(10) The title of S. Matteo in Via Merulana was erected ca. 112 by Pope St. Evaristus. It was suppressed by Pope St. Gregory I who substituted it with the already existing title of S. Stefano al Monte Celio but that substitution seems not to have taken place. The title of S. Matteo was reestablished on July 6, 1517 by Pope Leo X and finally suppressed by Pope Pius VI in 1776 because its church was in ruins and without revenues. In 1801, Pope Pius VII substituted it with the title of S. Maria della Vittoria nelle Terme di Diocleziano which still exists.
(11) The title Tigride was erected ca. 112 by Pope St. Evaristus. It was suppressed by Pope St. Gregory I, who substituted it ca. 590 with the title of S. Sisto which still exists.
(12) The title of S. Stefano Rotondo al Monte Celio must have been in existence by the V Century (494). It is not certain that Pope St. Gregory erected it in 590 to replace the ancient titles that he suppressed.
(13) The title of Ss. Gabino (Gabinius) e Susanna was erected ca. 112 by Pope St. Evaristus. Its name was later modified and it is still known as the title of S. Susanna.
(14) This title, named originally Ss. Filippo e Giacomo, was erected ca. 112 by Pope St. Evaristus. It was confirmed by Pope Pelagius I ca. 555. Pope John III confirmed it again in 560 and named it Ss. XXII Apostoli when he consecrated its newly built church on May 1.
(15) The title of S. Caio is one of the first 25 titles erected by Pope St. Evaristus ca. 112 but it kept the name only until the end of the III Century. It was suppressed by Pope St. Gregory I who substituted it ca. 590 with the title of Ss. Quattro Coronati.
(16) The title of Ss. Prisca e Aquila was erected ca. 112 by Pope St. Evaristus. Aquila and his wife Priscilla (or Prisca) hosted the Apostle St. Paul who cites them in his letters. They are inscribed in the Roman Martyrology and their feast is celebrated on July 8. The title exists under the name of S. Prisca.
(17) The title of S. Marcello was erected ca. 304 by Pope St. Marcellus I. It also had the name of Lucina seconda because it was in the house that holy Roman matron.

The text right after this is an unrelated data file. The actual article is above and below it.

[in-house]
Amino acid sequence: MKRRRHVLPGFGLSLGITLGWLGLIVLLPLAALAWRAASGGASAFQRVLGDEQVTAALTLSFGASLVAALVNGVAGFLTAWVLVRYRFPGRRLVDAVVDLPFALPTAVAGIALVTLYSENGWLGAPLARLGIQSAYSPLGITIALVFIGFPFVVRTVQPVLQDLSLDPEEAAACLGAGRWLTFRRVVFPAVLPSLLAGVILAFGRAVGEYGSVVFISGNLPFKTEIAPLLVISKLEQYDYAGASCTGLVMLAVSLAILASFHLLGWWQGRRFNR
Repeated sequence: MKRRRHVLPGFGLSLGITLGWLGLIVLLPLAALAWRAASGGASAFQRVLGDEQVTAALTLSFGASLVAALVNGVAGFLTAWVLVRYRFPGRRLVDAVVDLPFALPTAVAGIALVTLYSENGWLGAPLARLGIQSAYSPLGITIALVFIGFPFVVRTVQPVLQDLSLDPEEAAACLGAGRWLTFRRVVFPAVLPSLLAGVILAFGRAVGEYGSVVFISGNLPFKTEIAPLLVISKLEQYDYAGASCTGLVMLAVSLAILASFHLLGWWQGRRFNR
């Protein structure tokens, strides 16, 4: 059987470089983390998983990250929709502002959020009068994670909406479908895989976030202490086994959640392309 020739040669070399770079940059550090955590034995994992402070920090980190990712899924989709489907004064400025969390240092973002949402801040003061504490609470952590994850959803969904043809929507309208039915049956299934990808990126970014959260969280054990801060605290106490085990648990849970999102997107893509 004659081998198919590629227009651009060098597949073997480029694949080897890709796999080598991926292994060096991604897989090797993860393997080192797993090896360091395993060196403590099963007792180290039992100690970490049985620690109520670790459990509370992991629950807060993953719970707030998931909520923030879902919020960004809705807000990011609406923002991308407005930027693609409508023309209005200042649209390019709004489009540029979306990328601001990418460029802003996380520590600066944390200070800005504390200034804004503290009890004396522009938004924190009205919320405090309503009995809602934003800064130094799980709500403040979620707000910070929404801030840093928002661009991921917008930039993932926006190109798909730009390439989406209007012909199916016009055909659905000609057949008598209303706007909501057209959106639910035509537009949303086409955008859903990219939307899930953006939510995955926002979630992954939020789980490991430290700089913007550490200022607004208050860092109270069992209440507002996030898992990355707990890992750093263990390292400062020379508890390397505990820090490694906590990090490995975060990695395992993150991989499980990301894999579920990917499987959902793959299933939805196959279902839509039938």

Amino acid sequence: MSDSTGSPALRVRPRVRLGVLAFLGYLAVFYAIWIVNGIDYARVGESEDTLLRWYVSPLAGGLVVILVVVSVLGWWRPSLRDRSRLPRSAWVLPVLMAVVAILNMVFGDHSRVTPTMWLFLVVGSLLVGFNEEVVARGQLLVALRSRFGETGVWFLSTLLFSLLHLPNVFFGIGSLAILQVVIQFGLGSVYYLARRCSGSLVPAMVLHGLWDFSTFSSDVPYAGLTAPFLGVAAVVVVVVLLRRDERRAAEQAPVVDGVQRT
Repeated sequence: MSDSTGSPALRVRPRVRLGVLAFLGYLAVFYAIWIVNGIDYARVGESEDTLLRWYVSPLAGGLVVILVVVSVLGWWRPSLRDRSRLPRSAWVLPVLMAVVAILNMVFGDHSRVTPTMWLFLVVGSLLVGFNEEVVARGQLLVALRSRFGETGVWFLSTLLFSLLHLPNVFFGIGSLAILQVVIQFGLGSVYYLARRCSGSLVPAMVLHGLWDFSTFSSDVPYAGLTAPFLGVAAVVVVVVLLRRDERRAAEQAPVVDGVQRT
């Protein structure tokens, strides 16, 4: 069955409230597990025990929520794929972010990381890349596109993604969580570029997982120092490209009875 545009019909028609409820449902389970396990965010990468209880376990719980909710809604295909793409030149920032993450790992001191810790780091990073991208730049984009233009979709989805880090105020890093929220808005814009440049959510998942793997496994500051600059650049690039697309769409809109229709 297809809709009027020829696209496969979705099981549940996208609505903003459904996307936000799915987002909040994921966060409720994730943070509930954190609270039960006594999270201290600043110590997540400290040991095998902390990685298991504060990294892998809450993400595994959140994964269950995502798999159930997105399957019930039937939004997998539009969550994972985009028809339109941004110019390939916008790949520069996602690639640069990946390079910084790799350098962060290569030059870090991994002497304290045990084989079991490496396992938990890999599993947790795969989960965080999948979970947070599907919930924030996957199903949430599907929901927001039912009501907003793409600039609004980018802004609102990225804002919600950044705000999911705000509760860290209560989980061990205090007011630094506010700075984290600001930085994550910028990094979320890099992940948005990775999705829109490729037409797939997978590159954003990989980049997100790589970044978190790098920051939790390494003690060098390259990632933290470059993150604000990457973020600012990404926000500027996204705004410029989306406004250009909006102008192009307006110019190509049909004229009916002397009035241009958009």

(18) The title of S. Marco al Palatino was erected, or confirmed, or reestablished by Pope St. Mark in 337.
(19) The title of S. Lorenzo in Lucina is an ancient one. It could have been, under another name, one of the titles established by Pope St. Evaristus ca. 112. It was confirmed by Pope St. Benedict II ca. 684. It was for a long time the title of the cardinal primo prete.
(20) Elected Pope Anastasius II on November 24, 496. He died on November 19, 498.
(21) Most probably he occupied this title shortly after because Chacón indicates that he is its archpriest in 494.
(22) Elected Pope John I on August 13, 523. He died a martyr in Ravenna on May 18, 526. His feast in the Roman Martyrology is on May 27.
(23) Elected Pope Symmachus on November 22, 498. He died on July 19, 514. Inscribed in the Roman Martyrology, his feast is celebrated on July 19.

Note. Annuaire Pontifical Catholique, 1926, pp. 139-140, "Note complétive", indicates that Chacón-Oldoini, Vitae et res gestae Pontificum Romanorum et S. R. E. Cardinalium, I, cols. 331-332, adds to the lists of cardinal priests and deacon given above, another two lists: the archpriests of the cardinalitial titles, which were twenty-four in 494, and the minores priests attached to those same titles, eleven in 494. Annuaire adds that to better understand these lists, it is necessary to distinguish between the function and the title that accompanies it. During the first centuries of the Church, the title indicated the function and was not, as it is today, a simple mark of honor that does not confer any jurisdiction. Besides, from the signatures that appear in the ancient documents, it can be seen that besides the archpriest and the cardinal priest, there were signatures of other priests of the same title. To distinguish themselves from other priests, they took the name of the church in which they were incardinated and this did not mean that they had been vested with the cardinalitial dignity. In a Roman synod celebrated by Pope St. Symachus on March 1, 499, three priests signed with the same title. The first one was Anastasio, presb. card. tituli S. Anastasiae, this was the titular cardinal of that church. The second one was Italiano, archipresbyter in titulo, who was the archpriest of that church, the one who presided over the clergy who served in it. The third one, Giovanni, signed presbyter in titulo S. Anastasiae, was one of the priests (nowadays, vicars) who served in the same church. Following are these two lists.